Every coffee has its own story to tell. And because coffee sourcing practices are so varied, those stories are as unique as their coffees. In our ongoing series, From the Source, our roasters go deeper to share their personal accounts and tell those stories.
Establishing a relationship
I met this guy named Erlin Nolasco (pictured above), he’s the son of the guy who owns Finca Emmanuel. He has cousins that help out, too, and he’s a third generation farmer. He’s young. I met him before I even bought his coffee, and he was really into farming and trying to figure out ways to better the farm.
He was constantly sending me pictures - here’s what we’re doing, here’s what we need - and this was before I even bought coffee from him, he just wanted to talk to somebody about what he should be doing to better the farm. An opportunity came up for me to buy his coffee, and I was like, of course. This kid is young, he’s very motivated, and that’s kind of hard to find. A lot of the younger kids in coffee farming families are moving to the cities, so it was good to see somebody young who really wanted to not only to maintain the farm, but grow and improve it.
A big purchase
This year, a coffee company that had been buying Erlin’s coffee for three years was not able to purchase it. He was in dire straits, like “I don’t know what I’m gonna do, all we do is produce coffee, this is our main cash crop.” I was bummed out and I talked to a friend of mine who told me, “You know what, this is a once-in-a-lifetime opportunity to help someone you care about.”
So I decided to buy the whole 20-bag lot, which is the biggest lot Máquina has ever purchased at once (one bag of coffee from Honduras is around 151 pounds of unroasted coffee). We got an importer and an exporter - Beneficio San Vicente run by Ben Paz, who has been a friend of mine for years - who helped me figure out how to get the coffee to the country.
Erlin offered to lower the price to help us buy it all, and I said "Nope, don’t do that." During COVID, people’s contracts were dropping like flies; this didn’t just happen to him, it’s happening to many producers. Even as a tiny company, I know Máquina can bear this risk more than he can. If he doesn’t sell this coffee, it’s a domino effect. It just sits there and gets old, and then he can’t get the money to invest in the new crop. Even if it takes me a little longer to sell it, he’s gotten his money, so he can set his stuff for the next year.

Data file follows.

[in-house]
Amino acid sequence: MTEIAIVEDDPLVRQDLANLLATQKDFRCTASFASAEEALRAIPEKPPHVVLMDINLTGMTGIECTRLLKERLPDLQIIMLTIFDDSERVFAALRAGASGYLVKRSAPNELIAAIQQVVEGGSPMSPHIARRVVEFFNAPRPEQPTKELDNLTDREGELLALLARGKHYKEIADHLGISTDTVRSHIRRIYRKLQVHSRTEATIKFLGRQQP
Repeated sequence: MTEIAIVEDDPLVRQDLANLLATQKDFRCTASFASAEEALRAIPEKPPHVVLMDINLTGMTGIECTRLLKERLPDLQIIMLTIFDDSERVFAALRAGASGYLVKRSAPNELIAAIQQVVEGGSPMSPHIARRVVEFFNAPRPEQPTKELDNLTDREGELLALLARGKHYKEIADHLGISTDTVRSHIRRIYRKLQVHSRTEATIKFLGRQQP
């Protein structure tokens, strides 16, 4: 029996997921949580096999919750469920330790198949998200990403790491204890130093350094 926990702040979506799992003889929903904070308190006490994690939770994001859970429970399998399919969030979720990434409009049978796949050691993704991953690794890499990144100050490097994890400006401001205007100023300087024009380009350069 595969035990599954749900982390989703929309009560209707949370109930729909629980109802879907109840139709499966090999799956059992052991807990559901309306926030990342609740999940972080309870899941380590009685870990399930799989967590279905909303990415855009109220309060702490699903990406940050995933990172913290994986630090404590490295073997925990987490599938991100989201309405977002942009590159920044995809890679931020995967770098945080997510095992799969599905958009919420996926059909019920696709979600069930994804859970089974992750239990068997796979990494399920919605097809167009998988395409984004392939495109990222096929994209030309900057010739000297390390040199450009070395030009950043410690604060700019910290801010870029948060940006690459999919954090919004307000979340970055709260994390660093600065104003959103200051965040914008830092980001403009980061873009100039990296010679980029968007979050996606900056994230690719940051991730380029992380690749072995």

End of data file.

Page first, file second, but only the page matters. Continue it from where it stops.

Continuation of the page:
Apparently he has a little less volume this coming year, but I’m gonna purchase all the bags again. And he has maybe 30 pounds of Gesha variety coffee, and he’s going to air freight it to us. So, Máquina has first dibs on that Gesha, and we’ll have first dibs when they have more in the coming years.
Helping build and rebuild
One of the things Erlin needed on his was a backpack sprayer for fumigation. He does all organic fumigation on his farm and in the past he needed to ride a donkey several miles to a friends house to borrow that sprayer. And these devices are not expensive. I said, “Tell me what you need and I’ll do some research” and it was like $400.
And I thought, “There’s gotta be a way for me and customers to be able to fund something like that, a reinvestment in the farm.” So I decided to donate a dollar from every bag I sold back to Erlin’s family.
And then Hurricane Eta hit, so it’s like a double whammy — it’s COVID and the storm. I decided to double the donation: a dollar to the family and a dollar to a Hurricane Eta Go Fund Me. It feels good to help somebody else, and I wanna share that feeling with customers. Every little bit helps, and when we pool together, we can do a lot of good stuff to help people.
About two months ago, Erlin sends me a picture. They had constructed a little café, or a little outdoor area where people can drink coffee in their town. In a time where people felt so isolated, now they have a space where they can come — in masks — and have coffee together. And I didn’t ask him to tell me anything. He said, “It matters. Because you took us on, we were able to get the things we need for next year’s harvest, plus there’s no way we would have been able to finish this café this year if not for Máquina taking on this contract.” That really drives me: being able to help somebody help themselves.
The impact of a bag of coffee
Sometimes you get a bag from Trade and you’re like “Cool red bag, cool roaster, cool coffee,” but you don’t really think about the impact that purchase really has for somebody. Because for Finca Emmanuel, this is it. They don’t do anything else, just coffee.
I want to do this for Máquina, for every coffee. With Erlin this was easy because I’ve known him for a long time, and I know his background and family. He’s very transparent with pricing, cost of production, and I’ve known him for four years. So it’s going to take some time to do this with every partner, but the goal is to be able to do something like this for every coffee we purchase.
This is a soft pilot for Máquina trying to do just a little bit more to motivate people to stay on the farm. I think you have to be paying fair prices first of all, and buying every year, but I feel like we can do more. And this is our calling as a company — to do more because we can.
Shop Now: Máquina Honduras Finca Emmanuel ($22)
— Gabriel Boscana, as told to Maciej Kasperowicz, condensed for length and clarity